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Weak output sweeps Asia economies; S'pore PMI hits more than 2-yr low
POOR purchasing managers' indices (PMIs) across Asia on Monday pointed to weak regional manufacturing activity in April, and Singapore's was no exception. Its PMI - a barometer of industrial activity - fell to a more than two year low of 49.4, indicating a fifth consecutive month of contraction.
Declines in new orders - both locally and from abroad - were key reasons for the decline, said the Singapore Institute of Purchasing & Materials Management (SIPMM), which compiles the monthly index by polling purchasing managers at more than 150 industrial firms.
Its survey found that production output sank back into contraction while inventory, stocks of finished goods and employment continued to fall. This pulled April's PMI further below the 50-point mark dividing growth from contraction than March's reading of 49.6 had been.
The slew of regional PMIs released on Monday told a similar story of a loss of manufacturing momentum across Asia. China's HSBC-Markit PMI signalled a deeper manufacturing contraction with a one-year low reading of 48.9, missing analysts' forecasts. The official PMI, which is said to capture larger firms' performance, also fell to 50.1.
South Korea's PMI pointed to a deeper contraction too, while Taiwan fell into contraction from an expansionary reading in March. Even India's PMI, which kept above the 50-mark, had slipped from March.
Barclays economist Leong Wai Ho said that while "very disappointing and slightly disconcerting", the synchronised downturn across the region probably reflects the softening of new orders in the US ISM manufacturing index in March. That picked up in April, so a bounce could be reflected in Singapore's May PMI, he said.
Also good news for the Singapore economy, which remains more closely tied to final demand from developed markets, was that the eurozone's manufacturing PMI continued to point to expansion with a reading of 52, though this too had slipped from March's 52.2.
But Singapore's manufacturing sector had a rough first quarter, shrinking 3.4 per cent year-on-year, according to official advance estimates. And Monday's PMI readings suggest that the second quarter has gotten off to a weak start too.
Though the Economic Development Board (EDB)'s quarterly business expectations survey, released last week, found that local manufacturers have turned more optimistic about business prospects for the next six months, the weaker PMI could temper some of that optimism.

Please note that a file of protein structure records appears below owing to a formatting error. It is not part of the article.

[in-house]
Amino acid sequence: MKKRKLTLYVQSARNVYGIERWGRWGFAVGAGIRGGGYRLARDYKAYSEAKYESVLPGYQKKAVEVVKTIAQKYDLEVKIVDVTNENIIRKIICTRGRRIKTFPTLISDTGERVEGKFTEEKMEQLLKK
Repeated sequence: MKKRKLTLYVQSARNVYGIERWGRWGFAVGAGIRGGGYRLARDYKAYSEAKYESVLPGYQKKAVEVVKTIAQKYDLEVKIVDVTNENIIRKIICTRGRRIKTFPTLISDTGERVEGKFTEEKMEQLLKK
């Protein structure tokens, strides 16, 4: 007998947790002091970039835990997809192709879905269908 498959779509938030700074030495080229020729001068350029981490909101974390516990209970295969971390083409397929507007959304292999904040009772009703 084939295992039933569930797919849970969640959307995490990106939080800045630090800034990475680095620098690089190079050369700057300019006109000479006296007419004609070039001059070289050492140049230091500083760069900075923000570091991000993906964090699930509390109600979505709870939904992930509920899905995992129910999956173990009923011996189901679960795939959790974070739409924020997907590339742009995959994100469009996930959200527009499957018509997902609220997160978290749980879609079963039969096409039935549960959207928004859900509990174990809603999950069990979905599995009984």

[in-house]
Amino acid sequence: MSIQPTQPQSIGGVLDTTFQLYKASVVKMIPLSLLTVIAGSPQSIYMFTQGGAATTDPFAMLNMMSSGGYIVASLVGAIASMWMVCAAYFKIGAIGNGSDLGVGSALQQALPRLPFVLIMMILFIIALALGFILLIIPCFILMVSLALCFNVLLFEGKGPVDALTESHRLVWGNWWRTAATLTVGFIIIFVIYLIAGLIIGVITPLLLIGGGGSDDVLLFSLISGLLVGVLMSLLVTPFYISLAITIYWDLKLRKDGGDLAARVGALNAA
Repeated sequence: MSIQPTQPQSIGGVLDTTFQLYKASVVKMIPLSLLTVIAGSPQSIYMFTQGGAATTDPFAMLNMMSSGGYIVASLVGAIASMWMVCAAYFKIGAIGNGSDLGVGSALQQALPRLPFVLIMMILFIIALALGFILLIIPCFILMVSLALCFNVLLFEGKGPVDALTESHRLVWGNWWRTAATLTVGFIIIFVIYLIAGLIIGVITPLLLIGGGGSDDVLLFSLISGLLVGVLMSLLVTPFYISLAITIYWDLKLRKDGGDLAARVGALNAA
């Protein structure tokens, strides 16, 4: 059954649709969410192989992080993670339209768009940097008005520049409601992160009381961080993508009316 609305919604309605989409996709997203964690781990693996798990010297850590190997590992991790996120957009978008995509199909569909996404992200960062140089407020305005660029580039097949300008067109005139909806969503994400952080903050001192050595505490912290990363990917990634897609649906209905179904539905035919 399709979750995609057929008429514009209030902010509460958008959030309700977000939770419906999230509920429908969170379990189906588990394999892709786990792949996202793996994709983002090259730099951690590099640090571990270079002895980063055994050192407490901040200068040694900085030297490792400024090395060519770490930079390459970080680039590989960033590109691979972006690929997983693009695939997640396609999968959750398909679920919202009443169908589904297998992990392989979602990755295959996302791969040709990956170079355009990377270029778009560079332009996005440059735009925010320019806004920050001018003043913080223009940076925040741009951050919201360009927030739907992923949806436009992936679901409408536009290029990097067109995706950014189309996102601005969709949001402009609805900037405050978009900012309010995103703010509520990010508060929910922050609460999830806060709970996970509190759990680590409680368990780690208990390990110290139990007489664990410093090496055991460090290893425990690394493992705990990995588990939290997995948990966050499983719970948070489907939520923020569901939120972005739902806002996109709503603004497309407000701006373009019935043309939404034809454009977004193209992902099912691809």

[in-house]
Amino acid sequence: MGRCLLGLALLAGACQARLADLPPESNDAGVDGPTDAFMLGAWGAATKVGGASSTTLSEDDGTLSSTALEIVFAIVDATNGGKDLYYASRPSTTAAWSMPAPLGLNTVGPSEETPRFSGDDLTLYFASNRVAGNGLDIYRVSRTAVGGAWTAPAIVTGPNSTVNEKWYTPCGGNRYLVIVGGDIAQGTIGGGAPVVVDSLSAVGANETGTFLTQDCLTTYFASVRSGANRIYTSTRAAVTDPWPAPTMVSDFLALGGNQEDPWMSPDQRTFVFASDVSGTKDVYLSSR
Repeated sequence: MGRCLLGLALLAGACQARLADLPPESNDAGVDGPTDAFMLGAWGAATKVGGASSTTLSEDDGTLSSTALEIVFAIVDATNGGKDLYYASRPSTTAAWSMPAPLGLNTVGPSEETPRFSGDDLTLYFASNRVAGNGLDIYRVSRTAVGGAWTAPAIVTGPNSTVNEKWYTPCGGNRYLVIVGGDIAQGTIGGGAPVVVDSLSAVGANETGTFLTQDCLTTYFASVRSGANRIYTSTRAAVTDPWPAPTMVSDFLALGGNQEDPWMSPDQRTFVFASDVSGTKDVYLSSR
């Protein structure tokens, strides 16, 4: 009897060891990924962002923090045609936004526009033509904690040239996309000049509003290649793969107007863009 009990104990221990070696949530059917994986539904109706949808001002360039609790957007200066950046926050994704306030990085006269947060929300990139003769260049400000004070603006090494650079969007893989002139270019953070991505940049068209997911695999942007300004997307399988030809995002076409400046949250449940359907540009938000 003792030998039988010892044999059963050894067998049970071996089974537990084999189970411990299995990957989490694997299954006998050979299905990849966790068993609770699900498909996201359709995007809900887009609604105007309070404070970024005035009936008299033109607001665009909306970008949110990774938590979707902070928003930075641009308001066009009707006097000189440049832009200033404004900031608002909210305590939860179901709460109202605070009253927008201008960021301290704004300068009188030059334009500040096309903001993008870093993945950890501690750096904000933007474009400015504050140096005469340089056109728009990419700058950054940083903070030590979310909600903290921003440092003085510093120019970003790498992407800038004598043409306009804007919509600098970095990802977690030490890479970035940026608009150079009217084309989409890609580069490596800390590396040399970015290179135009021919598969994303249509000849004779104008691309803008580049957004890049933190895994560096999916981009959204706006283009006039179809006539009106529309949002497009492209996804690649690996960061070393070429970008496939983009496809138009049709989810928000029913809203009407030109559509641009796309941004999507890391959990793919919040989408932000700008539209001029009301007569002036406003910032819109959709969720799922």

"Singapore's manufacturing sentiments remained very mixed for now, suggesting a convincing recovery is not on the horizon yet," said OCBC economist Selena Ling. She expects only "a very modest seasonal pickup" in business activity from Q1 to Q2. The transport engineering cluster - in particular its marine & offshore engineering segment - as well as the chemicals and general manufacturing clusters are likely to remain weak in the coming months, she said.
What lies ahead for the key electronics sector though, is less clear. SIPMM's electronics PMI sank back into contraction territory with a reading of 49.1, after March's reading of 50.1. For Ms Ling, this confirmed her earlier hunch that "the brief March pop above 50 was unsustainable, and we're still stuck in this one-step forward, one-step back pattern".
Part of this halting electronics recovery could be due to the effects of ongoing consolidation and restructuring in the global IT industry which stepped up last year, as flagged by the Monetary Authority of Singapore in its recent Macroeconomic Review. "These developments could lead to manpower and cost rationalisation across the IT firms' operations around the world as they seek to reap cost efficiencies from economies of scale. Singapore, being a key node in the regional IT supply chain, is likely to be affected by these corporate realignments," the report said.
Yet, it was the electronics manufacturers that were especially upbeat about improvements in business conditions, when polled by EDB. 21 per cent of semiconductor producers expected brighter prospects.
Mizuho Bank economist Vishnu Varathan noted that while the US SEMI book-to-bill ratio - a key gauge of shipments and orders of North American semiconductor makers - remains soft, they are not grim. Bookings, which indicate pipeline demand, are picking up, he said.
He also thinks that softer oil prices may boost discretionary demand, in favour of a modest recovery in electronics output. This is especially in the context of fresh policy stimulus, such as China's recent cut of banks' reserve requirement ratios. Indeed, China's poor PMI on Monday reinforced expectations that its policymakers will step up stimulus to boost domestic demand and growth.
Mr Leong said: "All in, the trend of fits and starts reflect the reality that the world is going through a patchy recovery of modest strength. But there is no need for undue bearishness yet, the trend is more likely to be up than down."
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